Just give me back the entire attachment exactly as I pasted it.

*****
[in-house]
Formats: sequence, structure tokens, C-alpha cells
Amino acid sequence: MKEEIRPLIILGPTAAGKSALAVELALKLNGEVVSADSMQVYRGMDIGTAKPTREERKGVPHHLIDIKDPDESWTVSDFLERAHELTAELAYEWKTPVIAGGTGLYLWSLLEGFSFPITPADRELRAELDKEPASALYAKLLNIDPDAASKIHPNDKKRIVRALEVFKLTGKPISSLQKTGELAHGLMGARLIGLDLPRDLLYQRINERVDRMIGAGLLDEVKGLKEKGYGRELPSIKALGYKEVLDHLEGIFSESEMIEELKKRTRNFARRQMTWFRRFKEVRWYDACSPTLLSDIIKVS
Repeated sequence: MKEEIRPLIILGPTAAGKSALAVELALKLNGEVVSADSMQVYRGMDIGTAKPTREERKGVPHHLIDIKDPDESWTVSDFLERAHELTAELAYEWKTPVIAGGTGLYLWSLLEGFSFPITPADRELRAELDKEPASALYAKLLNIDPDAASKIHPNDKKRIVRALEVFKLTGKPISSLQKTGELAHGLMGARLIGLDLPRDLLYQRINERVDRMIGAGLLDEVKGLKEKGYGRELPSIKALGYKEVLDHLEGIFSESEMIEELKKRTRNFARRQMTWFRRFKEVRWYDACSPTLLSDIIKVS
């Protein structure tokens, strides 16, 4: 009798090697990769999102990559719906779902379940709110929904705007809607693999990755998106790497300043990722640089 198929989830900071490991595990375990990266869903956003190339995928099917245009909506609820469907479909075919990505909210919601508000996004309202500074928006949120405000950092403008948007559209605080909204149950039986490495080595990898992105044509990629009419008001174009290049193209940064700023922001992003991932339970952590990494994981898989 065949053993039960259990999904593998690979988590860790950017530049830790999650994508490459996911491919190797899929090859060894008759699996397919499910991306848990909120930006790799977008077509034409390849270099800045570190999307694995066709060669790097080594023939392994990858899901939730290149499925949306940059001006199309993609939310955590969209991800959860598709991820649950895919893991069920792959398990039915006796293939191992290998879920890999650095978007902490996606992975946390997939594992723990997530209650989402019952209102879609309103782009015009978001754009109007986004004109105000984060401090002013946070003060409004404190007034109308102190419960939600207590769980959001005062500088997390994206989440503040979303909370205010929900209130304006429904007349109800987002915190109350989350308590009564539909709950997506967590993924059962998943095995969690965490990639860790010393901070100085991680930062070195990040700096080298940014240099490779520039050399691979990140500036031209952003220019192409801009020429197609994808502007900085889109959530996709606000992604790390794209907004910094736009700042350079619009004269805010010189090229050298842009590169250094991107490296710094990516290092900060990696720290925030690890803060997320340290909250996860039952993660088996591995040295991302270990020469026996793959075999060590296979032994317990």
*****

[in-house]
Formats: sequence, structure tokens, C-alpha cells
Amino acid sequence: MKEEIRPLIILGPTAAGKSALAVELALKLNGEVVSADSMQVYRGMDIGTAKPTREERKGVPHHLIDIKDPDESWTVSDFLERAHELTAELAYEWKTPVIAGGTGLYLWSLLEGFSFPITPADRELRAELDKEPASALYAKLLNIDPDAASKIHPNDKKRIVRALEVFKLTGKPISSLQKTGELAHGLMGARLIGLDLPRDLLYQRINERVDRMIGAGLLDEVKGLKEKGYGRELPSIKALGYKEVLDHLEGIFSESEMIEELKKRTRNFARRQMTWFRRFKEVRWYDACSPTLLSDIIKVS
Repeated sequence: MKEEIRPLIILGPTAAGKSALAVELALKLNGEVVSADSMQVYRGMDIGTAKPTREERKGVPHHLIDIKDPDESWTVSDFLERAHELTAELAYEWKTPVIAGGTGLYLWSLLEGFSFPITPADRELRAELDKEPASALYAKLLNIDPDAASKIHPNDKKRIVRALEVFKLTGKPISSLQKTGELAHGLMGARLIGLDLPRDLLYQRINERVDRMIGAGLLDEVKGLKEKGYGRELPSIKALGYKEVLDHLEGIFSESEMIEELKKRTRNFARRQMTWFRRFKEVRWYDACSPTLLSDIIKVS
């Protein structure tokens, strides 16, 4: 009798090697990769999102990559719906779902379940709110929904705007809607693999990755998106790497300043990722640089 198929989830900071490991595990375990990266869903956003190339995928099917245009909506609820469907479909075919990505909210919601508000996004309202500074928006949120405000950092403008948007559209605080909204149950039986490495080595990898992105044509990629009419008001174009290049193209940064700023922001992003991932339970952590990494994981898989 065949053993039960259990999904593998690979988590860790950017530049830790999650994508490459996911491919190797899929090859060894008759699996397919499910991306848990909120930006790799977008077509034409390849270099800045570190999307694995066709060669790097080594023939392994990858899901939730290149499925949306940059001006199309993609939310955590969209991800959860598709991820649950895919893991069920792959398990039915006796293939191992290998879920890999650095978007902490996606992975946390997939594992723990997530209650989402019952209102879609309103782009015009978001754009109007986004004109105000984060401090002013946070003060409004404190007034109308102190419960939600207590769980959001005062500088997390994206989440503040979303909370205010929900209130304006429904007349109800987002915190109350989350308590009564539909709950997506967590993924059962998943095995969690965490990639860790010393901070100085991680930062070195990040700096080298940014240099490779520039050399691979990140500036031209952003220019192409801009020429197609994808502007900085889109959530996709606000992604790390794209907004910094736009700042350079619009004269805010010189090229050298842009590169250094991107490296710094990516290092900060990696720290925030690890803060997320340290909250996860039952993660088996591995040295991302270990020469026996793959075999060590296979032994317990």